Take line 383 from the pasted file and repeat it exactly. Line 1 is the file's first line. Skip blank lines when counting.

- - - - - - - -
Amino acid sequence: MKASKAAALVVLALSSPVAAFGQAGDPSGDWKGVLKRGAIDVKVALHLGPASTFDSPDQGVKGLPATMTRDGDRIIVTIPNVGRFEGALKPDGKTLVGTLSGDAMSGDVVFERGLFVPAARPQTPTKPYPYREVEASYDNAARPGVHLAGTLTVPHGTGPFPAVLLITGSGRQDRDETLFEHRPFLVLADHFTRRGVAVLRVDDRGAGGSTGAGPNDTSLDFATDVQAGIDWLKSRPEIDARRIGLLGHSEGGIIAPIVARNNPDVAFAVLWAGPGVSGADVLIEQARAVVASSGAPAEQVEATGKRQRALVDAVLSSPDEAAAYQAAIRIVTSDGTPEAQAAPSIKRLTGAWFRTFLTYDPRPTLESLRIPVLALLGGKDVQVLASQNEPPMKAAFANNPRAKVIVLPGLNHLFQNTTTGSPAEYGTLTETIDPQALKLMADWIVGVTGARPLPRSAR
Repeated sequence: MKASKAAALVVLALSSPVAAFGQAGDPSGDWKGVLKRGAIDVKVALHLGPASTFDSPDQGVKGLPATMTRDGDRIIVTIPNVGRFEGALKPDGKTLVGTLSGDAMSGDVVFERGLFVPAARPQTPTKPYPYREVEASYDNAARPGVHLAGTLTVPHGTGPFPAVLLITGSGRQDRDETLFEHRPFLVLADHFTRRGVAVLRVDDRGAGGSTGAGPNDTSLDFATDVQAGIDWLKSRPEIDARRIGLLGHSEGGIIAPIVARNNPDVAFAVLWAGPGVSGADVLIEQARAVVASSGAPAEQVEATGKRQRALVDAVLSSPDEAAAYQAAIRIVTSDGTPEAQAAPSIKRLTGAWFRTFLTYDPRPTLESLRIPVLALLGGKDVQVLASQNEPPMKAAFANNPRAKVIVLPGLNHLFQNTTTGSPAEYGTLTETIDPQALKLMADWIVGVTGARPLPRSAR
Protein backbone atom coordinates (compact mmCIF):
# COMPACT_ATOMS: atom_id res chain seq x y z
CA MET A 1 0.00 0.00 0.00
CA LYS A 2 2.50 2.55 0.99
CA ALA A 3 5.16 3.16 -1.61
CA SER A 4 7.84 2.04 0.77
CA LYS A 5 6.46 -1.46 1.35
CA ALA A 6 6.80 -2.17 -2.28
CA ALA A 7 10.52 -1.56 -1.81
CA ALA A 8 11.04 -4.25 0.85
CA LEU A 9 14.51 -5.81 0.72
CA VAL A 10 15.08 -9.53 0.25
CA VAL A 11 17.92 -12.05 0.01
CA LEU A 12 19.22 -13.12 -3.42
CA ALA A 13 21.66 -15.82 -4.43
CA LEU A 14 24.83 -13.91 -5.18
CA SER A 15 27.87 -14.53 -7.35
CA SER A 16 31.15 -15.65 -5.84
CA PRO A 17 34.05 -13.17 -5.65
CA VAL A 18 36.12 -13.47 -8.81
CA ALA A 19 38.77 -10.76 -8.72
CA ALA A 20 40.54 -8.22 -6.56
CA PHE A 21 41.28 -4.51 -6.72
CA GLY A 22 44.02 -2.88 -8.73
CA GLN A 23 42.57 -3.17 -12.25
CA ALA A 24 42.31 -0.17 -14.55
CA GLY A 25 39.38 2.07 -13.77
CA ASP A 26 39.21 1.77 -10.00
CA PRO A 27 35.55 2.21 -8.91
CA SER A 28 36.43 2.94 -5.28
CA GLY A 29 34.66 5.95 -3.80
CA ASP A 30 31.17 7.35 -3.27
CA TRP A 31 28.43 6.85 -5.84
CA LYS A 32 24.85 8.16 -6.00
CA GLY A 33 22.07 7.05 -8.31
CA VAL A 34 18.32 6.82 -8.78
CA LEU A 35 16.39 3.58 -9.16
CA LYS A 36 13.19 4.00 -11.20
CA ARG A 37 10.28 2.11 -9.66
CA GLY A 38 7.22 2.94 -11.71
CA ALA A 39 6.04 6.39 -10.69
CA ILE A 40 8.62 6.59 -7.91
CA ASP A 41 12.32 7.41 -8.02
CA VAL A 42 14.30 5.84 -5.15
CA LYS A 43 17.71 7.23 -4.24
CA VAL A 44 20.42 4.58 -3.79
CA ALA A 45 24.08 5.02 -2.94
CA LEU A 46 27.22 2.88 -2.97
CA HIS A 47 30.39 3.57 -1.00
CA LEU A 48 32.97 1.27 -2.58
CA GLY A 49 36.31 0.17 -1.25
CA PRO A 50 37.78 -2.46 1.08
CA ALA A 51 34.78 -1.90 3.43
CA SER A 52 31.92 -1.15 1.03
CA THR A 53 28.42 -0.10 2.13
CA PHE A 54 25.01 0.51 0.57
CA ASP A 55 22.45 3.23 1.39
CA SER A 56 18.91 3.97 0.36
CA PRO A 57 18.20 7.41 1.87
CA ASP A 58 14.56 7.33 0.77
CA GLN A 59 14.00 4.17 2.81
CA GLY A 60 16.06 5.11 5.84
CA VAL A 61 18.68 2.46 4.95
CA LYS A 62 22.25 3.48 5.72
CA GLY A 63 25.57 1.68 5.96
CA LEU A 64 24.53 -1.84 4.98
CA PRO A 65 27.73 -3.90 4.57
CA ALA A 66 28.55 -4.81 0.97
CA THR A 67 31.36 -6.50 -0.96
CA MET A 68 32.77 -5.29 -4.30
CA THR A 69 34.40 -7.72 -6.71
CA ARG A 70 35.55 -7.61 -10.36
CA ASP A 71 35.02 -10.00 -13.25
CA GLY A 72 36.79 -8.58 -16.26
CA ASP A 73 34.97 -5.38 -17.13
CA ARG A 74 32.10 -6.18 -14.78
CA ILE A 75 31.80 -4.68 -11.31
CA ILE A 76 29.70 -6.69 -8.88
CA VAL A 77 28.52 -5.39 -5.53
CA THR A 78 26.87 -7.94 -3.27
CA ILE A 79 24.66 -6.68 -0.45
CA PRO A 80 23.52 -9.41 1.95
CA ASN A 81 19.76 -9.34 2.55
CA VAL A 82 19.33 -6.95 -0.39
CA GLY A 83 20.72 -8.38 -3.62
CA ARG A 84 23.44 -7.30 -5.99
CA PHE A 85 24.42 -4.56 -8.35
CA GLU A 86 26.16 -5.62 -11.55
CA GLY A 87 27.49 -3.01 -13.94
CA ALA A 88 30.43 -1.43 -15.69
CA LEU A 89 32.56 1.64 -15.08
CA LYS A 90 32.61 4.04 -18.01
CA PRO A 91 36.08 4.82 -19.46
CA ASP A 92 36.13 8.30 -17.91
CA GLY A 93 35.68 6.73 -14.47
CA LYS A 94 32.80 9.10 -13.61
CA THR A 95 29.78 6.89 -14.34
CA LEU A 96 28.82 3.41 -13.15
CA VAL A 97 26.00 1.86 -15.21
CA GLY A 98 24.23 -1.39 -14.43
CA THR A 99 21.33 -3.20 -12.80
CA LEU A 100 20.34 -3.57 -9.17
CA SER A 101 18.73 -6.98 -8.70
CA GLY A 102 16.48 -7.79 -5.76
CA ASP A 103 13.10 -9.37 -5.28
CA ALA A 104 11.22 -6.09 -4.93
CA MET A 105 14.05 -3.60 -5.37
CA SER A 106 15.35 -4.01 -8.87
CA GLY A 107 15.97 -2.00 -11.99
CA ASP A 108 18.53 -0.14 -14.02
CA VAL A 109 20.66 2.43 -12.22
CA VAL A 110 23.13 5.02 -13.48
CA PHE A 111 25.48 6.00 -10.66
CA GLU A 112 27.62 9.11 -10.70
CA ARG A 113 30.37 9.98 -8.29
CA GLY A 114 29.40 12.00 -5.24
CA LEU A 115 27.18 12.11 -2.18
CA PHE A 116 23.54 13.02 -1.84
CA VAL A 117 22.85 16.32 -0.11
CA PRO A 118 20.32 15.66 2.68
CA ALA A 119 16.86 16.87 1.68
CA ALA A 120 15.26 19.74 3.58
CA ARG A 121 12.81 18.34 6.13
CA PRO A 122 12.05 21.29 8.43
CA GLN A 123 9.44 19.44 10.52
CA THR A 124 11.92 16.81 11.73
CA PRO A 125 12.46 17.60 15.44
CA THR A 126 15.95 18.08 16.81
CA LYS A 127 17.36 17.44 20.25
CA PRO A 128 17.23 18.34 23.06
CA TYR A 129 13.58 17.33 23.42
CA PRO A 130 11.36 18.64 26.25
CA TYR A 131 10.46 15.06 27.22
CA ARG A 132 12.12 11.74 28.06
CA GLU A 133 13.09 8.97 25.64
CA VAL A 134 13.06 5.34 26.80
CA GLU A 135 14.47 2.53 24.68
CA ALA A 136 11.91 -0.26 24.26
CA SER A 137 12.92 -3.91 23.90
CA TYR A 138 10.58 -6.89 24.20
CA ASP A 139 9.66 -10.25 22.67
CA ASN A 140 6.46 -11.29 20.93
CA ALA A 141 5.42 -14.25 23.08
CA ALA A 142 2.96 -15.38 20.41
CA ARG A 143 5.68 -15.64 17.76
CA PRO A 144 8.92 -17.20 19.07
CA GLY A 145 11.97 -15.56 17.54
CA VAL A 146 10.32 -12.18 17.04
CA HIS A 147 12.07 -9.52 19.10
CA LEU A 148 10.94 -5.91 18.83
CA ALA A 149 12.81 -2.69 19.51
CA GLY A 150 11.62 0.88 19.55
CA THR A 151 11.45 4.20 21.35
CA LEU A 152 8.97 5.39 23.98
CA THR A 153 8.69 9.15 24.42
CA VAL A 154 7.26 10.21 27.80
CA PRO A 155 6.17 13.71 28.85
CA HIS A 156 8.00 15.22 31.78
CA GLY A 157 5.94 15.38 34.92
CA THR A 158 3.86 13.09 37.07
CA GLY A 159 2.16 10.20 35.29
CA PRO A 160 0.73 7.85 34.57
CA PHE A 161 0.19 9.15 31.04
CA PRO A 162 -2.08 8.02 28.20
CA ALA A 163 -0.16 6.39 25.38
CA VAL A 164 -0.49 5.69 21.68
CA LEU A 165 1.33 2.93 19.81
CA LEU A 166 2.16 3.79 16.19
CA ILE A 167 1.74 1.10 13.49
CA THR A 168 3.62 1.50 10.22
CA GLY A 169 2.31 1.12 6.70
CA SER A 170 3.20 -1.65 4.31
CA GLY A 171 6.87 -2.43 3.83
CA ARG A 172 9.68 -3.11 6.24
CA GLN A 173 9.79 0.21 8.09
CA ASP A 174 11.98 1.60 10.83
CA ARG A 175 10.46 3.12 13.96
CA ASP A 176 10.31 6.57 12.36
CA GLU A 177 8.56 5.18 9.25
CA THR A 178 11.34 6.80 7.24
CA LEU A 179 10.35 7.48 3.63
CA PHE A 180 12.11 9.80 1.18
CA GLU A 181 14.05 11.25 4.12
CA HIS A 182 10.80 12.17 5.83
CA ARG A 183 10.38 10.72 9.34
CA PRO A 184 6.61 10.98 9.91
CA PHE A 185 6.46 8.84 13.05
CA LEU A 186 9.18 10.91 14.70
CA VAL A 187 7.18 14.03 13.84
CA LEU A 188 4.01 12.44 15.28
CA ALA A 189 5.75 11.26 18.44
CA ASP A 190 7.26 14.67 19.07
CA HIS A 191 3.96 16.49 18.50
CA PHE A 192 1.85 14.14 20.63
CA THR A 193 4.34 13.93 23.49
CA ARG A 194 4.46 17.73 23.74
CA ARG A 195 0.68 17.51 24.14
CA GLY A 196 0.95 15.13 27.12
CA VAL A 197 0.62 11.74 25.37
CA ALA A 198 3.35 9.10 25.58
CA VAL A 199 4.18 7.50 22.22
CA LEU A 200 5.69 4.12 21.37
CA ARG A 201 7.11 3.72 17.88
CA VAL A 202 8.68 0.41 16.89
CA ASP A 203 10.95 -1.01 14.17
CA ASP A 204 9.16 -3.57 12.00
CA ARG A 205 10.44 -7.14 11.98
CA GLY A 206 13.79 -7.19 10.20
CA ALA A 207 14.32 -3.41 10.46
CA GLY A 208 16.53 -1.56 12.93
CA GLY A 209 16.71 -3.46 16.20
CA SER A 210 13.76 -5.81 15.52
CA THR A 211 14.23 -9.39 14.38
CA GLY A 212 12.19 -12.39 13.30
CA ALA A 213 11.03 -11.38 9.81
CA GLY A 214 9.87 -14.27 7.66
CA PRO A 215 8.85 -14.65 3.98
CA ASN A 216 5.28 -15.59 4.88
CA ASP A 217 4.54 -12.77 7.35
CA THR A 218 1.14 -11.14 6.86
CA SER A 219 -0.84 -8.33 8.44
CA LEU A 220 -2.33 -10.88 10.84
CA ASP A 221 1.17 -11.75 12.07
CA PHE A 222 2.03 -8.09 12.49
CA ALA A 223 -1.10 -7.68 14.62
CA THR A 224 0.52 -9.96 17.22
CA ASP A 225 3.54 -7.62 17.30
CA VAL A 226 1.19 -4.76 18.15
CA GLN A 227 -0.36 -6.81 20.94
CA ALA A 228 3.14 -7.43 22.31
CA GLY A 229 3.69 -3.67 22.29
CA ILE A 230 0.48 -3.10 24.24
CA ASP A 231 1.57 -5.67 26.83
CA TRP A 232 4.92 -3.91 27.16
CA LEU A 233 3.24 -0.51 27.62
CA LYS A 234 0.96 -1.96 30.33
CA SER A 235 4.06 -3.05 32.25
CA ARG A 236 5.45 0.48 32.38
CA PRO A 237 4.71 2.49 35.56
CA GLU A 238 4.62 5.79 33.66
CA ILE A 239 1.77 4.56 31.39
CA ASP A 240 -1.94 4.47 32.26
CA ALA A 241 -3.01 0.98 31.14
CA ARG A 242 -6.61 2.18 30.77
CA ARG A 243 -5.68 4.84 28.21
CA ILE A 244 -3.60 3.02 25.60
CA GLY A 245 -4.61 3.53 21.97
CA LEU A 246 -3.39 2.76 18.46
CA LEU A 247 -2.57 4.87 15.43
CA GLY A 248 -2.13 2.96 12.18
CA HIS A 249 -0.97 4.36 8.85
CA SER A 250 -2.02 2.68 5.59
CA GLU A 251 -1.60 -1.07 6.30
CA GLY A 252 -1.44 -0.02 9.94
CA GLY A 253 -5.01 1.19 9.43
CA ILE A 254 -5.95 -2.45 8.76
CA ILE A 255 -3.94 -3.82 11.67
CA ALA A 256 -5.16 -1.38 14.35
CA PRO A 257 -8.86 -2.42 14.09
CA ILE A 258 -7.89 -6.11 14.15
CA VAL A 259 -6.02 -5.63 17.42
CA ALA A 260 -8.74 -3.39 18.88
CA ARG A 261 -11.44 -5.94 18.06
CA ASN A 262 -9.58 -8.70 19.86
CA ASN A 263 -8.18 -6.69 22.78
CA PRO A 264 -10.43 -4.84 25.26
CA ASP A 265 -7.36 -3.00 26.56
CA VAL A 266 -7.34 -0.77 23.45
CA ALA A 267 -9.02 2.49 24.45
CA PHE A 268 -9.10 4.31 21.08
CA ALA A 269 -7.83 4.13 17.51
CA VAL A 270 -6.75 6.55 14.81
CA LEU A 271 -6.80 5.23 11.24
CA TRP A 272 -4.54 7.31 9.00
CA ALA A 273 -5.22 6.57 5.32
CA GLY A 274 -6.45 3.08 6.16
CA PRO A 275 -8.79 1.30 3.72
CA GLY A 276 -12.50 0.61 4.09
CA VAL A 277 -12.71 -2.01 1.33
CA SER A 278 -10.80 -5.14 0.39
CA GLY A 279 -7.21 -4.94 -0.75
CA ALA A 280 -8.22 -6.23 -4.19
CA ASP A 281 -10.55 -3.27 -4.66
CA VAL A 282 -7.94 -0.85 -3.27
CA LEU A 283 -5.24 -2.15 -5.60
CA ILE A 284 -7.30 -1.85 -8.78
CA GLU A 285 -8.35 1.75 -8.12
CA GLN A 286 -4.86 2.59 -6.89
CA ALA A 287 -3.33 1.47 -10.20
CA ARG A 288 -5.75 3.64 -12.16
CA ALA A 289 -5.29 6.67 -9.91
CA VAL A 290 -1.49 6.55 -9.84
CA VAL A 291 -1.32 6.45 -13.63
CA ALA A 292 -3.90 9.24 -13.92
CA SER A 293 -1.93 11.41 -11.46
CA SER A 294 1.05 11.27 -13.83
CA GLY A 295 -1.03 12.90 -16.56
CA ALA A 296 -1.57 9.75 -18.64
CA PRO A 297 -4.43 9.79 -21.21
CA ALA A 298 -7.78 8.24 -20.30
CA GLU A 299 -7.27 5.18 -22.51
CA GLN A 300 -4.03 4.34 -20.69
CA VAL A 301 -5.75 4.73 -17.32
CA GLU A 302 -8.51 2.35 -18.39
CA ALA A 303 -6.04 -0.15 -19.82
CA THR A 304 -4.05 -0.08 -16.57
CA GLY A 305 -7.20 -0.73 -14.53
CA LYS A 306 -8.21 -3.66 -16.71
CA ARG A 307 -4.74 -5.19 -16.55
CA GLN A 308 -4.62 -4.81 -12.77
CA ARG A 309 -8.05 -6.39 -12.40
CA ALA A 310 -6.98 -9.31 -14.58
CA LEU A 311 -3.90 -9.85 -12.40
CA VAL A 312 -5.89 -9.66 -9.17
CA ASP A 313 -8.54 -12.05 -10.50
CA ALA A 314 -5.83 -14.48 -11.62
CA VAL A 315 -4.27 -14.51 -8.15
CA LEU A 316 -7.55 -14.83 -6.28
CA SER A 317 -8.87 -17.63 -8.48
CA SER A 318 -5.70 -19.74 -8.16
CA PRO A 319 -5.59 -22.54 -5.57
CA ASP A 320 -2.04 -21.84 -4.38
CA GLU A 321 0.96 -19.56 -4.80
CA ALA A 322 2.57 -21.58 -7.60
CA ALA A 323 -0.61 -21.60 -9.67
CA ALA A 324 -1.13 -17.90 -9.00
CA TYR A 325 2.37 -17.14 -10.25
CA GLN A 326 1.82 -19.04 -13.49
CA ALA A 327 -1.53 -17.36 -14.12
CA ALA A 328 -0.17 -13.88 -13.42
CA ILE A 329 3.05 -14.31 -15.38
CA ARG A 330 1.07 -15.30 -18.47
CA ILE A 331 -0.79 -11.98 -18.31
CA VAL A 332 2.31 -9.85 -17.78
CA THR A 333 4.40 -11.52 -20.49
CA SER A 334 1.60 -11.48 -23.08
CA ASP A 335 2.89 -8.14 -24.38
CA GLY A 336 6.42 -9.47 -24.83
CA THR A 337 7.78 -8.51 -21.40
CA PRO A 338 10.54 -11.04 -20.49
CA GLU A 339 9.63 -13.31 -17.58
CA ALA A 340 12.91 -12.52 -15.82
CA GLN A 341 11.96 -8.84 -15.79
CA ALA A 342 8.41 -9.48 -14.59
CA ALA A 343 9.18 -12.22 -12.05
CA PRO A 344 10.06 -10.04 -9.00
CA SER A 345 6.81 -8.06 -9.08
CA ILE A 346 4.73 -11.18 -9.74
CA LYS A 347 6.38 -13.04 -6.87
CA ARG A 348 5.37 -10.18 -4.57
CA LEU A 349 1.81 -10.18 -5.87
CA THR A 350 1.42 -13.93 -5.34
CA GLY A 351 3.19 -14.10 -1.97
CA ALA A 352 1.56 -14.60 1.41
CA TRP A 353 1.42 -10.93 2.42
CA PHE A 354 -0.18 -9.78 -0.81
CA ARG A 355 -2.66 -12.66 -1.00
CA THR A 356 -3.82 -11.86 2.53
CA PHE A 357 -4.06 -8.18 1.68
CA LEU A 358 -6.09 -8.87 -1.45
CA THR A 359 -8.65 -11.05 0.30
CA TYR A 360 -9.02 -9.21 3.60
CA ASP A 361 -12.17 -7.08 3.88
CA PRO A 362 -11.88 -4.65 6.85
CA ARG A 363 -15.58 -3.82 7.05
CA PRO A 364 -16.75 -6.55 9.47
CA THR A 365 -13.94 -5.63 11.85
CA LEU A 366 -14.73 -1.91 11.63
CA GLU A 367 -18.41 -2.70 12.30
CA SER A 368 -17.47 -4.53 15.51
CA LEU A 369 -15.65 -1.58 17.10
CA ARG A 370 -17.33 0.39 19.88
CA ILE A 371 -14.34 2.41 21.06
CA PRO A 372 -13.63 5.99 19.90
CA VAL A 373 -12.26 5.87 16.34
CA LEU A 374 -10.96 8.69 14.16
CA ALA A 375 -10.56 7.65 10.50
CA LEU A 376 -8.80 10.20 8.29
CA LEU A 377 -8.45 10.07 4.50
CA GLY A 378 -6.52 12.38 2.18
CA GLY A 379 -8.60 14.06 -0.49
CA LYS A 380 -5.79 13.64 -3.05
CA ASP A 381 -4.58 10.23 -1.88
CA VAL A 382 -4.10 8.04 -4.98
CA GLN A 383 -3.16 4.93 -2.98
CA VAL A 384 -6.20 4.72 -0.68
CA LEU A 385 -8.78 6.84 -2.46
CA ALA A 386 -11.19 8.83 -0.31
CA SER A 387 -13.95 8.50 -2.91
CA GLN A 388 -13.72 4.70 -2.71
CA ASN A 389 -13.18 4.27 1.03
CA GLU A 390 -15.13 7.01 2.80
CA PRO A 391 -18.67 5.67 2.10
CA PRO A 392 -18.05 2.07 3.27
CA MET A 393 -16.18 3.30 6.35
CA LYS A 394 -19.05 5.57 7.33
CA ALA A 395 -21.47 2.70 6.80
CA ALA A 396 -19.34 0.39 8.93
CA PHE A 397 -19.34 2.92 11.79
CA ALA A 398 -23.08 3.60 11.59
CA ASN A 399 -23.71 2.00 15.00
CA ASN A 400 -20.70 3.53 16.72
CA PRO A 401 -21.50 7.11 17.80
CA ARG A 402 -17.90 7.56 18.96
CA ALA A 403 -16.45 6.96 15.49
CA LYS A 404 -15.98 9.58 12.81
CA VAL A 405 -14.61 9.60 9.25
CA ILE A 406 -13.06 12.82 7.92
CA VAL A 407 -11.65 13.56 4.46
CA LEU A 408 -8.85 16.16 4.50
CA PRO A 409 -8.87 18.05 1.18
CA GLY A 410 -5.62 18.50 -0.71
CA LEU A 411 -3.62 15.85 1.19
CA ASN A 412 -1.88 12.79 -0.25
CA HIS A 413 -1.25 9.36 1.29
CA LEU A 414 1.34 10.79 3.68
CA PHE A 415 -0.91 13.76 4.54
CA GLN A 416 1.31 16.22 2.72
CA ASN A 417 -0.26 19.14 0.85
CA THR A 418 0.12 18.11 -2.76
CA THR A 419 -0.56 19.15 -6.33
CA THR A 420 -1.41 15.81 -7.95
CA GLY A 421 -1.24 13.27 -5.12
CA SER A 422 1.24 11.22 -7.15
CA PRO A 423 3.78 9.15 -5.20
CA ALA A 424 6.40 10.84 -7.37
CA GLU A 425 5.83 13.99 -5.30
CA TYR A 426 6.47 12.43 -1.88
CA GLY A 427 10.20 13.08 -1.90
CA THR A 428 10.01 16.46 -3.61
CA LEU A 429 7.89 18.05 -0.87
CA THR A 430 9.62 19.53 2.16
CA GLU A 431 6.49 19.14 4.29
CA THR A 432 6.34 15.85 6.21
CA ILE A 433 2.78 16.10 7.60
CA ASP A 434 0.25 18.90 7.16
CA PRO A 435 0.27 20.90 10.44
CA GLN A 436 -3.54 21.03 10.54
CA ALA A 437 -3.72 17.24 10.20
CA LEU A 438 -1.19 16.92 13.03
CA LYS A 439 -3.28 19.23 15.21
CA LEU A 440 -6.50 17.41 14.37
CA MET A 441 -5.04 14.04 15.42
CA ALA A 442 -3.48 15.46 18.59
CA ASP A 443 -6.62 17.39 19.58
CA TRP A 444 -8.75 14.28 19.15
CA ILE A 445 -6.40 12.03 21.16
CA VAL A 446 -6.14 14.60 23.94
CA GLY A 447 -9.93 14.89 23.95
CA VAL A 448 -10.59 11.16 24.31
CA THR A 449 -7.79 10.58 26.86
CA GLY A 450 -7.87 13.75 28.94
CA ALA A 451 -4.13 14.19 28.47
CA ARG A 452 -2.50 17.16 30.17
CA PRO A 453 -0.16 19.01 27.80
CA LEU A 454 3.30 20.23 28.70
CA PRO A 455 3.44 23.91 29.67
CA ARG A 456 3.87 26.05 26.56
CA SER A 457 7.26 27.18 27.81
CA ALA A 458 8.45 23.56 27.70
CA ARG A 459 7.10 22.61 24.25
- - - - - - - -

CA GLY A 379 -8.60 14.06 -0.49